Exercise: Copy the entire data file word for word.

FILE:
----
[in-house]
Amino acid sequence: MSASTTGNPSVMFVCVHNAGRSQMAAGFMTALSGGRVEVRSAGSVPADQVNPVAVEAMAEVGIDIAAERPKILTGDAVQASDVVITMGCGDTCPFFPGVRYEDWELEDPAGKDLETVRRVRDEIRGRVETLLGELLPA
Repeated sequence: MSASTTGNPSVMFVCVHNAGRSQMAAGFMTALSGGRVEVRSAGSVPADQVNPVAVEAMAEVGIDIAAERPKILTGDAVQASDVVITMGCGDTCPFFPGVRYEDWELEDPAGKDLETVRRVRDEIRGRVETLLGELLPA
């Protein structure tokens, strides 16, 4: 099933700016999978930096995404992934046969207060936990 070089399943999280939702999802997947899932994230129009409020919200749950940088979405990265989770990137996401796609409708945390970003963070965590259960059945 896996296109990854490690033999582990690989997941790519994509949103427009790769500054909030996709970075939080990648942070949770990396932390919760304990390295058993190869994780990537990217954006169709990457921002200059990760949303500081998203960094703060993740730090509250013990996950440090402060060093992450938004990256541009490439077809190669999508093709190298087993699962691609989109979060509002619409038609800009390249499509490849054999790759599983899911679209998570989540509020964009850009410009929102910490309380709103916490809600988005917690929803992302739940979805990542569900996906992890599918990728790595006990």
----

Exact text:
[in-house]
Amino acid sequence: MSASTTGNPSVMFVCVHNAGRSQMAAGFMTALSGGRVEVRSAGSVPADQVNPVAVEAMAEVGIDIAAERPKILTGDAVQASDVVITMGCGDTCPFFPGVRYEDWELEDPAGKDLETVRRVRDEIRGRVETLLGELLPA
Repeated sequence: MSASTTGNPSVMFVCVHNAGRSQMAAGFMTALSGGRVEVRSAGSVPADQVNPVAVEAMAEVGIDIAAERPKILTGDAVQASDVVITMGCGDTCPFFPGVRYEDWELEDPAGKDLETVRRVRDEIRGRVETLLGELLPA
């Protein structure tokens, strides 16, 4: 099933700016999978930096995404992934046969207060936990 070089399943999280939702999802997947899932994230129009409020919200749950940088979405990265989770990137996401796609409708945390970003963070965590259960059945 896996296109990854490690033999582990690989997941790519994509949103427009790769500054909030996709970075939080990648942070949770990396932390919760304990390295058993190869994780990537990217954006169709990457921002200059990760949303500081998203960094703060993740730090509250013990996950440090402060060093992450938004990256541009490439077809190669999508093709190298087993699962691609989109979060509002619409038609800009390249499509490849054999790759599983899911679209998570989540509020964009850009410009929102910490309380709103916490809600988005917690929803992302739940979805990542569900996906992890599918990728790595006990």